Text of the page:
Goat Cart Sam a.k.a. Porgy, an Icon of a Sanitized South

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Goat Cart Sam a.k.a. Porgy, an Icon of a Sanitized South

by Kendra Hamilton
Southern Cultures, Vol. 5, No. 3: Fall 1999

"Art, intellectual property, or both? The legacy of DuBose Heyward's most famous character."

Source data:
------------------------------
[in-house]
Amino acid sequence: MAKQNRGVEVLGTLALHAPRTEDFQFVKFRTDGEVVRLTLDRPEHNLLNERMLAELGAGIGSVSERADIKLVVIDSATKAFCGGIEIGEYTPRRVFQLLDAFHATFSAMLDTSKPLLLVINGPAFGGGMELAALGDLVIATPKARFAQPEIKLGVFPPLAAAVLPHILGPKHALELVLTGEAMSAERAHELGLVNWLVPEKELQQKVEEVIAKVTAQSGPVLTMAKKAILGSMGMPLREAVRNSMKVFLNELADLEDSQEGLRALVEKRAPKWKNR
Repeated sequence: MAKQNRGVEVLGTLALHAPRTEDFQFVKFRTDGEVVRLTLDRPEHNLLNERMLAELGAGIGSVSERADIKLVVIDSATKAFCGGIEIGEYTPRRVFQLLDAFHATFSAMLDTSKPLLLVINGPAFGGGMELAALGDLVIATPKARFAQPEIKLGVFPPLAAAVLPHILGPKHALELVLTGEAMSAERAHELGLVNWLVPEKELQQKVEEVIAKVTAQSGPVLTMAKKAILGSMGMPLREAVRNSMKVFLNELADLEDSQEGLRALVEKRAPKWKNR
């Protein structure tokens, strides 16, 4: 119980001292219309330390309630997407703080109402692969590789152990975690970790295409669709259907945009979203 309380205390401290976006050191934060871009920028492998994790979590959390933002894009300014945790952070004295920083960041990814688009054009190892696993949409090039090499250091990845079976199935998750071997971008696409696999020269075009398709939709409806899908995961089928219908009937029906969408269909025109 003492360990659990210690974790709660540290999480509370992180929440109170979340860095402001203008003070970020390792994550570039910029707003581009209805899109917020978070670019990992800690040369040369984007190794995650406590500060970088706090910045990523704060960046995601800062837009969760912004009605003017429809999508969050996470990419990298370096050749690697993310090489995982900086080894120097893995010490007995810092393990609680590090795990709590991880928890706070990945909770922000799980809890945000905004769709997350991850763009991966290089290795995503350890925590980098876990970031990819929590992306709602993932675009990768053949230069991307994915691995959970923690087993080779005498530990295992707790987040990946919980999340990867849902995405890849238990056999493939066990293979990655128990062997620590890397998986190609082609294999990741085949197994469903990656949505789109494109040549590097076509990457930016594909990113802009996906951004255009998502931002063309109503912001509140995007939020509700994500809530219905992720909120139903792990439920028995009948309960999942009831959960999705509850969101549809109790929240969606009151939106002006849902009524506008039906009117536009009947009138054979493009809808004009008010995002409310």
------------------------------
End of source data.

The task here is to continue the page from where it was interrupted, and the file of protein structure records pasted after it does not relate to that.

I grew up in Charleston, South Carolina, where city planners with an toward those all-important tourists from Oshkosh and Vermont have repackaged the town’s fire-and-brimstone zeitgeist into a sanitized southern fried trifle that goes down sweeter than pralines on King Street. Today, tourists from Wal-Mart America cruise the streets, stuffing themselves on the Old Slave Market, Fort Sumter, and Rainbow Row till they’re too complacent to wonder where the jazz is, why the tour guides keep chatting about “servants,” or how many gentrification carrion birds the new tourist and convention center is going to send wheeling over the peninsula’s remaining black neighborhoods. Yes, I grew up in Charleston, and the city is much changed from the crumbling ruin known to DuBose Heyward, the white author of the novel that became the legendary Porgy and Bess, and to the man who would come to be called Porgy. I doubt either would recognize it-or-even, though for different reasons, much like it.